Today in Islamophobia

A daily list of headlines about Islamophobia
compiled by the Bridge Initiative

Each day, the Bridge Initiative aims to bring you the news you need to know about Islamophobia. This resource will be updated every weekday at approximately 11:00 AM EST.

Today in Islamophobia Newsletter

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11 Dec 2019

Today in Islamophobia: The Conservative Party in the UK enables intolerance towards Muslims, while China claims globally that the recently detained Muslims graduated re-education successfully as the country plans to continue re-education efforts. Our recommended read today is an opinion on India’s Citizenship Amendment Bill leading the country to Hindu Nationalism. This, and more, below:


11 Dec 2019

Recommended Read | Citizenship bill puts India on a path to become a Hindu nationalist state

On Monday, India’s home minister pushed a bill in Parliament — Narendra Modi’s most brazen action to lead India away from being the world’s largest democracy to a Hindu nationalist state — with an inflammatory speech stoking Hindu victimhood. Intellectuals and commentators have called the amendment bill an attack on the Indian constitution and a distraction from the country’s economic failures. Many, like me, disagree. Since his ascent to power in 2014, Modi has been explicit in his agenda for a totalitarian, fascist regime, laying out his blueprint to “other” India’s Muslims from his first day in office. Modi’s BJP swept to power with an increased majority in 2019 for his fulfillment of those promises. The Citizenship Amendment Bill cannot be seen in isolation — it should also be seen in conjunction with the Modi government's announcement last month to implement the National Register of Citizens across the country. While the government plans to rescue and rehabilitate persecuted Hindus from neighboring countries through the Citizenship Amendment Bill, it is simultaneously seeking to disenfranchise Muslim citizens through the National Register of Citizens by labeling them as migrants and infiltrators. read the complete article

Recommended Read
11 Dec 2019

North-east India gripped by protests over citizenship bill excluding Muslims

Protesters in north-east India have set fire to tyres and cut down trees to block roads in a shutdown across the region hours after lawmakers approved the government’s new citizenship bill. The legislation, set to go before the upper house on Wednesday, will fast-track citizenship claims from refugees from three neighbouring countries - but not if they are Muslim. Islamic groups, the opposition, rights groups and others have said this fits into the Hindu nationalist agenda of the prime minister, Narendra Modi. They say he wants to marginalise India’s 200 million Muslims, something he denies. People in north-east India object for different reasons, fearing that large numbers of Hindu migrants from Bangladesh, who they say are intruders, will be given citizenship. read the complete article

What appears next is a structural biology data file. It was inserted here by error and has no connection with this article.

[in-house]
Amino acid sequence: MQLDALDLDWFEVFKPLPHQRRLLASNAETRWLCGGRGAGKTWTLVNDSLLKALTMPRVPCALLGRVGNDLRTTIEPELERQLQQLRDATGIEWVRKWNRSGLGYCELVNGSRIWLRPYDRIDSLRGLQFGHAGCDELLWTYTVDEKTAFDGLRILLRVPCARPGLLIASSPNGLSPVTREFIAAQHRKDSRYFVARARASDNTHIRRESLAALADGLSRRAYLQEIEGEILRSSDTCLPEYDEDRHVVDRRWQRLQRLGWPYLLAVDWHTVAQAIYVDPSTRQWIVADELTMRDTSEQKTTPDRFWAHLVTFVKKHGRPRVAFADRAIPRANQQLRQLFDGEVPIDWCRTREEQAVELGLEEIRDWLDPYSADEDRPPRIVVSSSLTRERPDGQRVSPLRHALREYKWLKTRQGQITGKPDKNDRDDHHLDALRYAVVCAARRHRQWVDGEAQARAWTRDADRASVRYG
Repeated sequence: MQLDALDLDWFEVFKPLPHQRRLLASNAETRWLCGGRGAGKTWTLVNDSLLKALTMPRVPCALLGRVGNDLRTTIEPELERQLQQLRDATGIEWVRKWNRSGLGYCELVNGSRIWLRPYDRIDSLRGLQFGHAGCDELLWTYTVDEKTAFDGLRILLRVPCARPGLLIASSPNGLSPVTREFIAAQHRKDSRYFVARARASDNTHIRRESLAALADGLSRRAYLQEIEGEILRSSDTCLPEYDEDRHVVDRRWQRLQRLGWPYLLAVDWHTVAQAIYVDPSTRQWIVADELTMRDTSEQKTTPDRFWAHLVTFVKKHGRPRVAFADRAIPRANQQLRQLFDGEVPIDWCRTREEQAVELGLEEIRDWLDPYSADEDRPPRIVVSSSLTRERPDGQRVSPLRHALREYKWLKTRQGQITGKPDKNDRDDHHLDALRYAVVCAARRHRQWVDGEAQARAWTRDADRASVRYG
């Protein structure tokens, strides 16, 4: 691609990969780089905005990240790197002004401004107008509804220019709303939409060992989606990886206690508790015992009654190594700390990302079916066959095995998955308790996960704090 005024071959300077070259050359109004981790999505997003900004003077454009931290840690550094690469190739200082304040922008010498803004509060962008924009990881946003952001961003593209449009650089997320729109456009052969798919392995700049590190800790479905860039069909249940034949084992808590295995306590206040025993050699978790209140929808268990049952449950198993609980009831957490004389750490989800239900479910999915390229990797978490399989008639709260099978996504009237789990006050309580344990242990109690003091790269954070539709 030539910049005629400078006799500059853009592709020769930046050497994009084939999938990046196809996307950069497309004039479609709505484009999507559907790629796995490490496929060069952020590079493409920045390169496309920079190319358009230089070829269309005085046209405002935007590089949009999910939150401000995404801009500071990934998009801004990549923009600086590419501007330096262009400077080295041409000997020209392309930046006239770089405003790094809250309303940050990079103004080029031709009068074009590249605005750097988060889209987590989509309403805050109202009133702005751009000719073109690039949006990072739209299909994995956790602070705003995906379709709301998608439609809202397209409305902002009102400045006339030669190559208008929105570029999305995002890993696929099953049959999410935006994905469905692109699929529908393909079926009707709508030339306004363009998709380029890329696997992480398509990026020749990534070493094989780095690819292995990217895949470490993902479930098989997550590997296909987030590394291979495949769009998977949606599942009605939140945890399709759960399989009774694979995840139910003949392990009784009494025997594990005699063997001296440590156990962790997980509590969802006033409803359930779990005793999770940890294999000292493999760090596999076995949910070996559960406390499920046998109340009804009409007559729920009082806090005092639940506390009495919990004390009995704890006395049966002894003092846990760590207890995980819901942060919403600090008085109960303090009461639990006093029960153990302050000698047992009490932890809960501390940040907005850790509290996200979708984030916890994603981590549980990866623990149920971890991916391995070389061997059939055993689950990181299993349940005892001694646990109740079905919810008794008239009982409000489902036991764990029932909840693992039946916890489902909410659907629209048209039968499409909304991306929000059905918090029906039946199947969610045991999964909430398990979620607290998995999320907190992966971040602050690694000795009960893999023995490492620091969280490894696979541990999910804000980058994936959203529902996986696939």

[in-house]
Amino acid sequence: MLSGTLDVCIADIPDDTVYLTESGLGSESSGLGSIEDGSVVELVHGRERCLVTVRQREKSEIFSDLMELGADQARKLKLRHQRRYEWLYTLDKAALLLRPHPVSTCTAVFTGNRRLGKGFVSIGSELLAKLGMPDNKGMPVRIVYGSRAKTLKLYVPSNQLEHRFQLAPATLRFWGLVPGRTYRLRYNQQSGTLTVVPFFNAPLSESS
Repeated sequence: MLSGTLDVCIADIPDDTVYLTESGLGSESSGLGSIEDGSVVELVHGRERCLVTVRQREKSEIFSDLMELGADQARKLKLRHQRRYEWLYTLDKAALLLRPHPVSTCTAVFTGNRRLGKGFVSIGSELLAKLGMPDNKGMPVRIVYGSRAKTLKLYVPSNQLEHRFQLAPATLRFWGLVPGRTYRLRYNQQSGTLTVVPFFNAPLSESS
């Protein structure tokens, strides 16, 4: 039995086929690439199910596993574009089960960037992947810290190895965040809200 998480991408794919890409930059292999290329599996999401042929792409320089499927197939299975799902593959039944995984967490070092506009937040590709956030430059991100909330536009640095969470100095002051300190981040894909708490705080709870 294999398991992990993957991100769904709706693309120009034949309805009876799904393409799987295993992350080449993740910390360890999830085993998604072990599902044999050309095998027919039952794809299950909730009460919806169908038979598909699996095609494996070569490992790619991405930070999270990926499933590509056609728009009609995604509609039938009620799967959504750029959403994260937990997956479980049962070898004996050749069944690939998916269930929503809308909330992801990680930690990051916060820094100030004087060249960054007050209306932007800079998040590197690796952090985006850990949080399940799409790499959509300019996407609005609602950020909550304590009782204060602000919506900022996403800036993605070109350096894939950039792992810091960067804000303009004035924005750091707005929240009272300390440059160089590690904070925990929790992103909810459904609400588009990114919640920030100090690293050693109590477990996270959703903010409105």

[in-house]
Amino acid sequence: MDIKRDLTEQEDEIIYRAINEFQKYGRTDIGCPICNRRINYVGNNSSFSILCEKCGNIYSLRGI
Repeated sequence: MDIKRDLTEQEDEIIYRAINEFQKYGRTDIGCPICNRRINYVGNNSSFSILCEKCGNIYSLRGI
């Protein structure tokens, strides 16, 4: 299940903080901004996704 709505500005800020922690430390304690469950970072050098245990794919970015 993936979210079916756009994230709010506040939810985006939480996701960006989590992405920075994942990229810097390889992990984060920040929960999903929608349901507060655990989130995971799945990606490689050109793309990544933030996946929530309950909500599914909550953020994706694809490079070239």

United Kingdom

11 Dec 2019

'The rot of Tory Islamophobia goes all the way to top'

The United Kingdom's Conservative Party has an endemic problem with Islamophobia, and its failure to deal with it has enabled a culture of intolerance and hate against the country's Muslims, critics say. Over the past year, Conservative politicians and members have posted anti-Muslim rhetoric on social media, prompting accusations that Islamophobia is prevalent at all levels, from local representatives to the top echelons of the party. The Muslim Council of Britain (MCB) has accused the Conservatives of having a "blind spot" when it comes to dealing with anti-Muslim racism within its ranks. "It is abundantly clear to many Muslims that the Conservative Party tolerate Islamophobia, allow it to fester in society, and fail to put in place the measures necessary to root out this type of racism," the MCB said in a statement last month. read the complete article

11 Dec 2019

Tories open second investigation into Hastings candidate

The Conservatives are investigating election candidate Sally-Ann Hart for alleged Islamophobia just days after opening an inquiry into her for liking a Nazi phrase on Facebook and sharing an antisemitic slur. The latest allegations relate to a post that Hart shared on her Facebook wall in 2017, in which she described a blog by anti-Islam activist and author Cheri Berens as an “affecting read”. In the blog, Berens claimed the Women’s March against Trump in the US had been used to promote the “Muslim agenda” in the US and that the Muslim Brotherhood had hijacked the movement. She claimed this was because they want American women to have abortions to limit the non-Muslim population, adding that American women should not wear the headscarf and wherever it is worn in the world there is oppression. Berens also claimed that the Muslim Brotherhood, a transnational Islamist movement founded in Egypt, want to destabilise American youth and that they control the media. read the complete article

Woman who ‘choked’ Muslim girl, 14, with hijab let off with caution

Redena Al-Hadi, 14, was on the way home from Silverdale School in Sheffield with her sister Wida, 13, when she was viciously beaten by a 40-year-old woman. The incident, which occurred at around 4.30pm on December 4, broke out when a man began shouting at the sisters’ friend and calling her the n-word, claimed the schoolgirl. Footage capturing the horrific moment showed a woman pummeling the schoolgirl to the floor after she defended her friend. The teenager was pinned to the floor and punched in the head as a crowd of onlookers try to intervene but were met with threats. Redena said the incident escalated after a man allegedly started hurling racial abuse at her friend. She claimed a young boy stood up to defend the girl after she was called the ‘n-word’ but he was allegedly punched. The schoolgirl explained she tried to get her friends off the bus but the woman approached her saying her ‘hijab was making her sick’. She said she was then dragged off the bus by her head and was beaten. read the complete article